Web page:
UK Opens Debate On Pet Primates – But Is That Enough?
It’s a shocking fact that in a progressive country like the UK, it is quite legal to stroll down to the local pet shop and purchase a pet chimp or monkey.
Thankfully, the UK government is seeking to take action on this inhumane practice.
The country’s MPs have opened the debate of non-human primate ownership, warning that urgent action is required to establish the numbers of primates kept in captivity by private individuals across the UK - and to improve their welfare.
It’s a step in the right direction, but it has left animal welfare charities calling for more direct action.
Launching the new Primates as Pets report, the chair of the Environment, Food and Rural Affairs (EFRA) Committee, Anne McIntosh explained: "We take the welfare of primates in captivity very seriously, so we were surprised to find that so little is known about the types and numbers of primates being kept or traded by private individuals in the UK and about the manner in which they are being kept. It is paramount the Government acts promptly to address this ‘evidence deficit’
“We do not rule out a ban, but conclude that such a step must be based on solid evidence and cannot be imposed before every opportunity to improve the operation of our existing framework has been exhausted.”
The committee is calling upon DEFRA to commission independent research to establish the extent of the problems.
“In the meantime, we recommend a number of changes to the current regulatory framework governing primates kept by private individuals to help protect their welfare over the short to medium term,” added McIntosh.
“In particular, the government must ensure that standards for primates kept in private match those required in zoos. The quality of care that these animals enjoy should be the same whether they happen to be kept in a circus, a pet shop, a private home or a zoo.
“If these suggested changes prove insufficient and the evidence for doing so proves compelling, then a ban on the trade and keeping of privately kept primates should remain an option for the future.”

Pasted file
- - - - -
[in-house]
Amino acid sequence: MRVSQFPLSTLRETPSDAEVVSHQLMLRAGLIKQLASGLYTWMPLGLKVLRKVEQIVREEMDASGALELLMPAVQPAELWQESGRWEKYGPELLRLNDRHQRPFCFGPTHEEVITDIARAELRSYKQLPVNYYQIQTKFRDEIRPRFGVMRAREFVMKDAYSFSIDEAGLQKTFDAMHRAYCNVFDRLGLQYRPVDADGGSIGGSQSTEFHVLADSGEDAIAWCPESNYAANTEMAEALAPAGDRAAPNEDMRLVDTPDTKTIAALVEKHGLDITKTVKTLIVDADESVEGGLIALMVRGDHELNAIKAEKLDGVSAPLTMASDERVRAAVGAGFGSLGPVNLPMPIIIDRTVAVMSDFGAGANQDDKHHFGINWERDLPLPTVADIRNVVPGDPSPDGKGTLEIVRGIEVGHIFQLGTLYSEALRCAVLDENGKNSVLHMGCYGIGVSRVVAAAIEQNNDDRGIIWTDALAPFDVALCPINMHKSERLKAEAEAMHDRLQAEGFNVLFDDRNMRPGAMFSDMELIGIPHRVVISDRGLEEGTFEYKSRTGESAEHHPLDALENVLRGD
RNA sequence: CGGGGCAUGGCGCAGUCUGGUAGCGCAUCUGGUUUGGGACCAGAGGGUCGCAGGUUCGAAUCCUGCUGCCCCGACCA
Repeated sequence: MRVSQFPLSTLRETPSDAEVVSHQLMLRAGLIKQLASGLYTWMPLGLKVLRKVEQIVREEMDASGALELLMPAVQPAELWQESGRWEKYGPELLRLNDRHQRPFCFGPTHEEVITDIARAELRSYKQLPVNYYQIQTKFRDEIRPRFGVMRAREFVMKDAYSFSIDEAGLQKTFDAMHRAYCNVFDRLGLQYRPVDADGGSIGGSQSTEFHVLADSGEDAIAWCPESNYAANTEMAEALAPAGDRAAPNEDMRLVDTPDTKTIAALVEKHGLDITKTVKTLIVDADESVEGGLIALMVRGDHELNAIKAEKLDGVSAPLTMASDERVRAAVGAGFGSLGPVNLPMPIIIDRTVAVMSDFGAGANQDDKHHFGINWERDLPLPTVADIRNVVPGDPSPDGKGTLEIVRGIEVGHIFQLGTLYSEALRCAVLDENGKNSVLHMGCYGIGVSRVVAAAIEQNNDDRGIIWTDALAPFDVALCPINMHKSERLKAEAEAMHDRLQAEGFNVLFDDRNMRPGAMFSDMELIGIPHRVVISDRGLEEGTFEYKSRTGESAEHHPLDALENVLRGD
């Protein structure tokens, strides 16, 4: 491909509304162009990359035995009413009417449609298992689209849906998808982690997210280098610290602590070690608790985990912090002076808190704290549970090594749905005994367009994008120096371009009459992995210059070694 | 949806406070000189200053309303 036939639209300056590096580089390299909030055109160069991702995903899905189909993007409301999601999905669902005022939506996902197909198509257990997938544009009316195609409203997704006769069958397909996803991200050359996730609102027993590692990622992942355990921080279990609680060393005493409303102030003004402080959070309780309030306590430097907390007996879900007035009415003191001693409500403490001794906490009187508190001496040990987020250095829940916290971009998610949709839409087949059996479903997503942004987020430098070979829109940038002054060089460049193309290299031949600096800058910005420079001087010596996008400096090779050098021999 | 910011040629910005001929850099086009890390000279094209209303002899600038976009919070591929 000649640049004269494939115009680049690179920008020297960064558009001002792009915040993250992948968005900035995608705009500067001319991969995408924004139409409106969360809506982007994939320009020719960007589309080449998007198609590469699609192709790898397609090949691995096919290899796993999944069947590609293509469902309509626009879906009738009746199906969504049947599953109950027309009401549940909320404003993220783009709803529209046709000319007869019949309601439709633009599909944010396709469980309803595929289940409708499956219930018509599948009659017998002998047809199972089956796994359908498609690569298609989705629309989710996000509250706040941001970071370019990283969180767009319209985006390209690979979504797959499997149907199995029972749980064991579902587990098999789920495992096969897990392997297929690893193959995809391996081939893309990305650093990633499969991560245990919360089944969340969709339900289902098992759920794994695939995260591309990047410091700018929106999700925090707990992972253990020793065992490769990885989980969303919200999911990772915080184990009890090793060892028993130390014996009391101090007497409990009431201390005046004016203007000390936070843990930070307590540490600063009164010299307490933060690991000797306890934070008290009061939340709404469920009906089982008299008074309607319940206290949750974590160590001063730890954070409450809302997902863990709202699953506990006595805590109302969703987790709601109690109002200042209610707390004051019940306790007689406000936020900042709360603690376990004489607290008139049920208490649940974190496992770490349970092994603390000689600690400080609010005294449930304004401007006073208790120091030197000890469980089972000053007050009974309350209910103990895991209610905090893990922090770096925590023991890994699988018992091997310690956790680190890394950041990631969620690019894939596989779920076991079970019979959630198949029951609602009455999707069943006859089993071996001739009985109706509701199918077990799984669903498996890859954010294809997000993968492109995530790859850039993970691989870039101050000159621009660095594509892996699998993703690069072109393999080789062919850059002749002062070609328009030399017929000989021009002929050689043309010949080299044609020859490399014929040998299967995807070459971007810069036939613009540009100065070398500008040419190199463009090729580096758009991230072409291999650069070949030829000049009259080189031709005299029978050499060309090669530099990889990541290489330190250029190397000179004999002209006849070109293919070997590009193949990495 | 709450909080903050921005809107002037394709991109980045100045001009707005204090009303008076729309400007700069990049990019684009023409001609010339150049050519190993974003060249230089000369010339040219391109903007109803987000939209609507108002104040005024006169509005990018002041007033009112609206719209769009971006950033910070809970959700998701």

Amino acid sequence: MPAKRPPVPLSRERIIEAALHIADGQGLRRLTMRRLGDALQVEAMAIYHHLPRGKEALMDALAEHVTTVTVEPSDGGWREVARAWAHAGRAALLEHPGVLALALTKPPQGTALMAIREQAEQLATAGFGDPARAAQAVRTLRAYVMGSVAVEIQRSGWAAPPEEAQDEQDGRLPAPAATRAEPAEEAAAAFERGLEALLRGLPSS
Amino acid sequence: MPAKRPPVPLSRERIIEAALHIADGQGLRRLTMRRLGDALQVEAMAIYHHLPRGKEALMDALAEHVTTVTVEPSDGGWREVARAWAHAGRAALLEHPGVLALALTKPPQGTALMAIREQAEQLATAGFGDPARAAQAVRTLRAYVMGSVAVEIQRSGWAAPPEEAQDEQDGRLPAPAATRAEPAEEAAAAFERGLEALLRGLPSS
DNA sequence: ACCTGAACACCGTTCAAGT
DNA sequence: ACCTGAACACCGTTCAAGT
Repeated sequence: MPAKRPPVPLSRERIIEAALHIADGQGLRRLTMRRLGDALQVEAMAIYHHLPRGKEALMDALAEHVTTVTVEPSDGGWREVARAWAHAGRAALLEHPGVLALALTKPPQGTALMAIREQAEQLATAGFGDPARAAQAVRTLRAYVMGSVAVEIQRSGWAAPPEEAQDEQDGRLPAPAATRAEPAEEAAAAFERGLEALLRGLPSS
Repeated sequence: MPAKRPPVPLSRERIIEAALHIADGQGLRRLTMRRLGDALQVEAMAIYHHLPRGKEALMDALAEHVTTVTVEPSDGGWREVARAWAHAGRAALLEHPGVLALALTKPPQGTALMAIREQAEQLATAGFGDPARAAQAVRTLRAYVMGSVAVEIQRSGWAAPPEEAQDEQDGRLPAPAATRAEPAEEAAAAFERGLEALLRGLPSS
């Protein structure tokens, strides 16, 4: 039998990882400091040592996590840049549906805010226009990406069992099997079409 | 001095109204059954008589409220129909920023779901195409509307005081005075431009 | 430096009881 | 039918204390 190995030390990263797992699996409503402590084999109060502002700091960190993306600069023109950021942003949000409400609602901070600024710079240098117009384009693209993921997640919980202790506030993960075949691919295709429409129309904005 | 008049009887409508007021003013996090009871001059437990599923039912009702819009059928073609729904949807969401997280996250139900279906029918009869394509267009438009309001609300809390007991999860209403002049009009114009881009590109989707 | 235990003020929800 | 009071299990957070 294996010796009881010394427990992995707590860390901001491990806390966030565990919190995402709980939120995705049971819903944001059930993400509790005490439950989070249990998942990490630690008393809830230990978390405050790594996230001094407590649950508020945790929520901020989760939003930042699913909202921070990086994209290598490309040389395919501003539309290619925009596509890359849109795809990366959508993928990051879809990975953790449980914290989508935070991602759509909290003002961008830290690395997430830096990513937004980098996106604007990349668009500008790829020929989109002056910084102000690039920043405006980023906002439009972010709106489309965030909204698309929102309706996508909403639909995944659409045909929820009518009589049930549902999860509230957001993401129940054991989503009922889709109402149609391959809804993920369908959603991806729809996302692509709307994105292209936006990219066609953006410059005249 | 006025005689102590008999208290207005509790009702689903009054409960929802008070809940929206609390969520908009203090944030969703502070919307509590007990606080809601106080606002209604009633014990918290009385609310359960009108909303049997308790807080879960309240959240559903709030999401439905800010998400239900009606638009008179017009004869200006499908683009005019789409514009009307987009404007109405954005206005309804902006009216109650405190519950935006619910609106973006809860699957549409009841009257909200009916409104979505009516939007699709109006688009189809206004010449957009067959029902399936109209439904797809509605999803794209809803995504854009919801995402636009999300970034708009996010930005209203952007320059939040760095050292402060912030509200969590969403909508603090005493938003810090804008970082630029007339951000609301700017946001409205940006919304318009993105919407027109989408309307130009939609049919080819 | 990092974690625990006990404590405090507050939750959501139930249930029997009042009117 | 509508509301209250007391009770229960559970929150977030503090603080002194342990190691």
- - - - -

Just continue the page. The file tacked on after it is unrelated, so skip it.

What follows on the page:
In response, the UK’s Born Free Foundation is calling for swift action to implement a nationwide prohibition on the private ownership of primates.
“While the report echoes the concerns of animal welfare groups on some aspects of the keeping of primates as pets, in other areas it is off the mark,” said Adam Roberts, acting CEO of the Born Free Foundation.
“We are concerned that one of the main recommendations in the report is that there be more research on the scale of the trade in primates as pets before a ban is considered. The question is not one of numbers - it’s one of animal welfare. Experts agree that primates are ill-suited for private ownership, where their behavioural, psychological and environmental needs cannot be met. Whether there are 1,000 or 10,000 primates in homes in Britain, it is too many.”
Born Free is already working to pull together the best and most reliable evidence on the matter.
“We are calling on the government to act on this issue,” added Roberts. “It is staggering that, in this day and age, it is legal to keep such complex and intelligent animals as pets in the UK, and that their sale is in some cases unregulated. No amount of Codes of Practice or research will address this. The compassionate, sensible, and precautionary approach would be for government to move swiftly to introduce a ban on the keeping of these animals in private hands.”
Likewise, animal protection organisation Animal Defenders International (ADI) has branded the report as a “missed opportunity” to tackle this serious welfare issue head-on.
Jan Creamer, president of Animal Defenders International said: “Primates are intelligent, emotional, long-lived, wild animals, whose highly complex needs make them totally unsuitable as pets. It is imperative that the government takes urgent action to prevent their suffering by introducing a ban at the earliest opportunity - a ban is the most cost-effective solution.
“Despite several legislative measures already being in place, primates are still not being adequately protected. It is time for the government to take decisive action, putting a simple, effective prohibition in place which will be easier to enforce and guarantee animal welfare.”